Potnuma

Summary: 
Potnuma was the primary mission settlement of James Gordon, who moved from Dillon’s Bay in 1868. He built a church with stone and mortar foundations. Some of the walls of the church were still standing in 2013 when we did fieldwork in the area.
file type icon ER_PNExcavation.zip
file type icon PotnumaTUs.zip

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Description: 

Potnuma was the primary mission settlement of James Gordon, who moved from Dillon’s Bay in 1868. He built a church with stone and mortar foundations. Some of the walls of the church were still standing in 2013 when we did fieldwork in the area. James Gordon also built a two-storey house and the lower floor was stone and lime mortar (J. Gordon House). The walls are now mostly collapsed, and crabs have burrowed into the site, disturbing the stratigraphy (layering in the sediment). However, excavations recovered a rich assemblage of artefacts that tell the story of the site. The artefacts included a large number of slate pencils, and sherds of a clay pot that James Gordon purchased from Ambae Island, 400km to the north of Erromango. There was also a large amount of imported ceramic material, including stoneware crocks, ‘Berlin Swirl’ ironstone plates, and a porcelain measuring cup.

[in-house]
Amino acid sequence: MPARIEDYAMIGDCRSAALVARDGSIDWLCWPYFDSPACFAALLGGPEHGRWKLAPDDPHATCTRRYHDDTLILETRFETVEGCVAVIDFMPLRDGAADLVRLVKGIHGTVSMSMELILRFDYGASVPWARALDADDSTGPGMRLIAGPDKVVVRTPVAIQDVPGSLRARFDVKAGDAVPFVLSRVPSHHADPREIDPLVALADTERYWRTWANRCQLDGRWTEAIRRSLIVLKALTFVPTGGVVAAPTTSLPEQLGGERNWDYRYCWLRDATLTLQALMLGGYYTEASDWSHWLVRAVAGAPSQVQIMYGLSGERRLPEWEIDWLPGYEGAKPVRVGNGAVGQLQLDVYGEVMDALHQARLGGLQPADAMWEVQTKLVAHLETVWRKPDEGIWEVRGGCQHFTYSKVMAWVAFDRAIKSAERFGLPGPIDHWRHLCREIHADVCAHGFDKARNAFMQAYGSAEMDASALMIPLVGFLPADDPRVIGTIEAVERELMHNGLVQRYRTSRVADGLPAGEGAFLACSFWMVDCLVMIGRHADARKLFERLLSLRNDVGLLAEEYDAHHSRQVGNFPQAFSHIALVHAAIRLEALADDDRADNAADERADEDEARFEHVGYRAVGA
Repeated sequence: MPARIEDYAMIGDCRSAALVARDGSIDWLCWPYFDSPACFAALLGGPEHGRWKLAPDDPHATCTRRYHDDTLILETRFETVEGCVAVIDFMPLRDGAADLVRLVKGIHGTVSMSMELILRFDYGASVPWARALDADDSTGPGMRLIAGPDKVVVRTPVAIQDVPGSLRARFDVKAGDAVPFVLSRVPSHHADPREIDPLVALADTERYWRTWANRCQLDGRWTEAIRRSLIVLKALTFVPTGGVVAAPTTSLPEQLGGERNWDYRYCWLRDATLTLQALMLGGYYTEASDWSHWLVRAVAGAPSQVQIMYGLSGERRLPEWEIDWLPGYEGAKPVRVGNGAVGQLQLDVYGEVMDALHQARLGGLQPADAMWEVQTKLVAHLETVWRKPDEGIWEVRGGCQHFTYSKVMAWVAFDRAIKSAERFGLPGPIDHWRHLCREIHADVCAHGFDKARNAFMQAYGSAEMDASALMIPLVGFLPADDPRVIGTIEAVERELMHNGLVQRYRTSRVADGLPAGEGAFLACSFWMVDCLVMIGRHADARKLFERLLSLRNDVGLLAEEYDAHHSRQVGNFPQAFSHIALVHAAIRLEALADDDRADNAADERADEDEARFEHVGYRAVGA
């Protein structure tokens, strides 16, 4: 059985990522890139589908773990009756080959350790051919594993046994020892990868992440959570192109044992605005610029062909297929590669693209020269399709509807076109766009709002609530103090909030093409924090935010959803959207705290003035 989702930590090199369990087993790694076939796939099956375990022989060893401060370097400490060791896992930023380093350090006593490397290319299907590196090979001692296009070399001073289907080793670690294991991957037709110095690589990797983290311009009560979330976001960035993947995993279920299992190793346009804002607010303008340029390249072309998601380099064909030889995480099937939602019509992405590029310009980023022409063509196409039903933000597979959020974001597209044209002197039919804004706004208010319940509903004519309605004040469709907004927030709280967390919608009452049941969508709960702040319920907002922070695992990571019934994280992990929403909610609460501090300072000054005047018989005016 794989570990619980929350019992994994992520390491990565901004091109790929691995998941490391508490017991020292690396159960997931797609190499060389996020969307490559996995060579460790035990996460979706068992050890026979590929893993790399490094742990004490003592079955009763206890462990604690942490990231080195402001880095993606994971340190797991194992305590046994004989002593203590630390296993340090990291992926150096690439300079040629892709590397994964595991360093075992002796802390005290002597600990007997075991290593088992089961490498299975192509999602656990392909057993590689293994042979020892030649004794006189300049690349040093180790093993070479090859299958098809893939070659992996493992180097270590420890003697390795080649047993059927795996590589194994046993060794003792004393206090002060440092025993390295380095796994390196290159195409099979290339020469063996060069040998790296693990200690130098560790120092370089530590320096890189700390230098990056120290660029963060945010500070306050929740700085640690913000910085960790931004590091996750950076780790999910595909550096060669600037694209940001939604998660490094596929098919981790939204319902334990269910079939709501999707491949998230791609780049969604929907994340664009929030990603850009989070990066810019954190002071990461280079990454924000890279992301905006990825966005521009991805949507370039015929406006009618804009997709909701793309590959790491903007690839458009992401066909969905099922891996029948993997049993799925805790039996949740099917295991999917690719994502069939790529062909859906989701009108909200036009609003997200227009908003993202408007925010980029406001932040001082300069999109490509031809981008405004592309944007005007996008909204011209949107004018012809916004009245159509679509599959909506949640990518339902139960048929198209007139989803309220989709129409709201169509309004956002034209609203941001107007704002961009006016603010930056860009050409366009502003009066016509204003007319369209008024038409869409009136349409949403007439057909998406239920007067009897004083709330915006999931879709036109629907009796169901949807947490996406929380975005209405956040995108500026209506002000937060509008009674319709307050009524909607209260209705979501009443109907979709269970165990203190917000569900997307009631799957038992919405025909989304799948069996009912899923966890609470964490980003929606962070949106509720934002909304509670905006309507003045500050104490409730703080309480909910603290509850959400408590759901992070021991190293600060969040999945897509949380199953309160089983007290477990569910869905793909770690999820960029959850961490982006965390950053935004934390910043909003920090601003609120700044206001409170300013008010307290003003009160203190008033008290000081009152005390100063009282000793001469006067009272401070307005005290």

Like his brother George, James Gordon was killed in 1872. In part, his position was precarious because Potnuma was on the boundary between two land divisions, and Gordon only had the support of one of the paramount chiefs, Potnilo. For Melanesian people, missionaries often appeared to be dangerous sorcerers. When some local people became sick from eating fish James Gordon had served at a feast, he was likely seen as a threat to the surrounding communities. However, Gordon had several loyal followers. His murderer, Nerimpau, was killed in revenge. Local converts placed a Stone by the house where James Gordon’s blood was spilled, and built a Memorial in the shape of a sea turtle in James Gordon’s memory.  

 

There are also several interesting kastom (tradtional) sites around Potnuma, including towards the currently inhabited village of Port Narvin to the south. These include several rock art or petroglyph sites. One of these, at Bomtal, tells the story of Sou Sou, one of the early Christian converts.

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